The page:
Tuesday, July 22, 2003
This Thursday, Portland’s own Rosewater makes its first appearance at the River City Saloon. Rosewater has emerged as one of Portland's premiere purveyors of instrumental fusion music. The band synthesizes the best of rock, funk, electronica, and jazz into groove heavy jams that keep dance floors packed and ears turned towards the stage. For this reason they have shared the stage with legendary artists like Maceo Parker and Karl Denson,.
This Friday, Echo featuring Joy Askew travels from New York City for a night at the Saloon. On their eponymous debut, the New York duo puts a mesmerizing stamp on carefully-chosen jazz standards, as well as captivating originals. Echo Nakamura was born from NYC's live drum & bass scene. “I was seeing jazz re-emerging in a fresh way, because there's so much more technology to play with, and so many different directions you can go in, with drum and bass rhythms, and all the possibilities offered by electronics,” says Nakamura. And so the collaboration was born, stirring a new sound of old school jazz meeting electronica.
And on Saturday, it’s pure hip hop at the Saloon. In these days and times, rappers have become bogged down in a quagmire of wackery, selling the culture short in order to make the dollars offered by the mainstream. Being original is no longer important as cats have become content to be like the next man, repeating the same tales of jewels, cars and street life. Not only have the rhymes come to be devoid of substance, but the production has suffered as well. Bounce has taken over and beat-makers seem reluctant to tap into the full spectrum of musical possibilities.
Like the prophets of the Old Testament, there comes along an MC to remind his peers, and heads, what hip-hop truly is. "It's about the words with me," Madgesdiq says about his style. "I'm not gonna get rowdy-rowdy, I'm going to come with what this was meant to be – beats and dope rhymes.”
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Parkdale third graders sing "12 Disaster Days of Christmas"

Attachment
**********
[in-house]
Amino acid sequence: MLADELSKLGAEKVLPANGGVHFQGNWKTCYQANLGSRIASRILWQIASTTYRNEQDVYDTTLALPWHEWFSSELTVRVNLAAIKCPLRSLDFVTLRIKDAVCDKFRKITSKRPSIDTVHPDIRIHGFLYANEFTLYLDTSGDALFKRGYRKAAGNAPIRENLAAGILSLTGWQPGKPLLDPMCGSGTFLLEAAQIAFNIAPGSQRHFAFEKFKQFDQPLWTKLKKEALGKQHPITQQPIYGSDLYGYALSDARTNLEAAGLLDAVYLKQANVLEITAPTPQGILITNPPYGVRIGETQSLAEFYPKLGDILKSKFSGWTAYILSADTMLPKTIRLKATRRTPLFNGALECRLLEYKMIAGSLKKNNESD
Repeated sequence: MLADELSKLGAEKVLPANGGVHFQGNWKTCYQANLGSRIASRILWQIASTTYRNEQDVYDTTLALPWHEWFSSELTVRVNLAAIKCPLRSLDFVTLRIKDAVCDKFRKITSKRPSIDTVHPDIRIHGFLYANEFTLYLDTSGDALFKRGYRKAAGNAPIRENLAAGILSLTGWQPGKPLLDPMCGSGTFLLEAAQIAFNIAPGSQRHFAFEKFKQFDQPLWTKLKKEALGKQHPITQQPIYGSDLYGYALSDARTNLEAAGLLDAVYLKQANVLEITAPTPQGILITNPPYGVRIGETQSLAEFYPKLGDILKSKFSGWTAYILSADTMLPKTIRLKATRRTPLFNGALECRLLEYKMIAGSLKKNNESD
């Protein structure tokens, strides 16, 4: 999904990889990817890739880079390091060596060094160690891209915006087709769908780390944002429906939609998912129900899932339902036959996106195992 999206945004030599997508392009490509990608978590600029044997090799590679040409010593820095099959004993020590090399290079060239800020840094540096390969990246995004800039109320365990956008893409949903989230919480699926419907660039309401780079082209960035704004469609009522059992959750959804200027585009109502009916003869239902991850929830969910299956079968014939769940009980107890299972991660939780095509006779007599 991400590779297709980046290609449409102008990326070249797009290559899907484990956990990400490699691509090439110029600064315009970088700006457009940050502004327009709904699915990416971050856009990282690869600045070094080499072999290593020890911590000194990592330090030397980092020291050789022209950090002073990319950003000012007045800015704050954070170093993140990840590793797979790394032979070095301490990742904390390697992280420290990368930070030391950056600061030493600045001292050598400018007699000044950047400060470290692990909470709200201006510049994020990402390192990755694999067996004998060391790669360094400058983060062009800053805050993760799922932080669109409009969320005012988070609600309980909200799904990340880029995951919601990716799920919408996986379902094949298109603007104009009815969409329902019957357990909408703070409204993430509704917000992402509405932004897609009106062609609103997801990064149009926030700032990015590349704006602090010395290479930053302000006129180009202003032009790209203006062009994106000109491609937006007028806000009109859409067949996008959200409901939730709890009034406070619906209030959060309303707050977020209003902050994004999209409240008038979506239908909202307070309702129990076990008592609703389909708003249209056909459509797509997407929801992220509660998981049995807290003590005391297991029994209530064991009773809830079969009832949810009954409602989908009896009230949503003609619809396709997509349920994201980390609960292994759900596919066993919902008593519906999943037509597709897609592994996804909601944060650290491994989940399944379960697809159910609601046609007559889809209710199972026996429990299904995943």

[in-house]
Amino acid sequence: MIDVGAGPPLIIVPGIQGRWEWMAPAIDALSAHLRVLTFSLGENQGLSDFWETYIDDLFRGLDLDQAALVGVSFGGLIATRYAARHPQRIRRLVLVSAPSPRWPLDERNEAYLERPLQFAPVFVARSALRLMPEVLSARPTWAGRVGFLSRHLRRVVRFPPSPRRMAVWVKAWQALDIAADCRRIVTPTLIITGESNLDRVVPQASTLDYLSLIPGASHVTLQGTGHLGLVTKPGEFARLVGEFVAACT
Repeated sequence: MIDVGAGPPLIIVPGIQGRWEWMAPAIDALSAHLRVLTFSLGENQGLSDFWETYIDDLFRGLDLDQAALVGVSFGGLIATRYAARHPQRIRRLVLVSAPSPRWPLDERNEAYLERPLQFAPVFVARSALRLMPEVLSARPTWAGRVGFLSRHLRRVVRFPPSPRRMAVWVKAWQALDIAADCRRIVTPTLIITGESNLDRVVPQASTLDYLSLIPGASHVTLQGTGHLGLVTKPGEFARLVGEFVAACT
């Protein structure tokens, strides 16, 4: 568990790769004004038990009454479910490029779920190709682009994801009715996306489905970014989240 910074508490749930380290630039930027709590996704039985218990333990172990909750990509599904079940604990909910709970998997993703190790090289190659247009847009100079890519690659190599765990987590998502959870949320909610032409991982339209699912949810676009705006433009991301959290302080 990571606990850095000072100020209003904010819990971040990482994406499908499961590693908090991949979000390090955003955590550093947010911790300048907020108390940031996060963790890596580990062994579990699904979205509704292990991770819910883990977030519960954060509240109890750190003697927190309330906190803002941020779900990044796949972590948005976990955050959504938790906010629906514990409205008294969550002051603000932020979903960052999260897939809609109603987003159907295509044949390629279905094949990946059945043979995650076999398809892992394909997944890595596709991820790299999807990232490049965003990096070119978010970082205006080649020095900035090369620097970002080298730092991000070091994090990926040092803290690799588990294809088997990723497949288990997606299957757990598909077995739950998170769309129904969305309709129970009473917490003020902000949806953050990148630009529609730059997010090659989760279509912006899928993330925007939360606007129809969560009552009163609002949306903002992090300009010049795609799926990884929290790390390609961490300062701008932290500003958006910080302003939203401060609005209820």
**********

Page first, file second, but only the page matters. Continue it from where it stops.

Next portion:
Welcome to your sing-able Christmas gift list. What follows is an emergency rendition of “12 Days of Christmas” – for outfitting your home or car in case of snow storm, earthquake, flood or other emergency. Read it as a simple list, or sing it to the tune of “12 Days” – you know, as in “ … and a partridge in a pear tree…” Not to make light of it, but the song is a familiar framework for a set of gift ideas that you could consider gathering together, even if the recipient already owns items such as a bunch of coats, tire chains and flashlights. Stores throughout the Gorge are stocked up on all these items. Buying all 12 days might be prohibitive, but here are three ideas for checking any of the dozen off your list (notations follow, 1-12.) The gift items needed to stay warm, dry and safe are also coded to suggest items in your abode (A) in your car (C) or both (B). 12 Gallons of Water (A) 11 Family meals (B) 10 Cans of propane (A) 9 Hygiene bags (B) 8 Packs of batteries (A) 7 Spare coats (B) 6 Bright red flares (C) 5 Cozy blankets (B) 4 Tire chains (C) 3 Flashlights (B) 2 cell phone chargers (B) 1 And a crush-proof first aid kit (B) Price ranges? Here’s a few quotes for days Three, Two, Four and Nine: n A family gift of flashlights (three will run $15-30, Hood River Supply, Tum-A-Lum) n Cell phone chargers (two will run $30-60) n Tire chains (basic set, $30, Les Schwab, returnable if unused for the winter) n Family meals ($100 or so should cover the basics for three or four reasonably well-fed days) n The home kit should be kept in a handy place near an exit, and remember that water needs to be replenished every few months. If you have a solid first aid kit already, switch out the gift idea with “and-a-sto-o-u-t- tub-for it-all …” Otherwise, it’s a case of assembling your home or car kits and making sure all members of the family know what the resources are and how to use them (ie flares and propane). Emergency situations are at worst life-threatening, at best deeply uncomfortable if you and your family are left without power for an extended period, or traveling and find yourself in a situation where you need to wait out a storm, lengthy traffic delay, or other crisis. Notes on the 12 gift ideas: 12 – Gallons of water: that’s one per person in a four-member family to last for three days, the recommended minimum to be prepared for utility outages. 11 – Easy-open packaged goods, energy bars, dried food and nuts are good things to include for nutrition. Think of what your family of four needs for three days to stay fortified and hydrated (see number 12). Can-opener also recommended 10 – If you have a propane camping stove, keep extra fuel handy. 9 – Hygiene bags: put packaged moistened towelettes, toilet paper, and plastic ties in large garbage bags (for personal sanitation) Resource list courtesy of Hood River County Emergency Management, Barbara Ayers, manager/ 541-386-1213. The county also reminds residents to Get a Kit, Make A Plan to connect your family if separated, and Stay Informed. See www.co.hood-river.or.us to opt-in for citizen alerts. Enlarge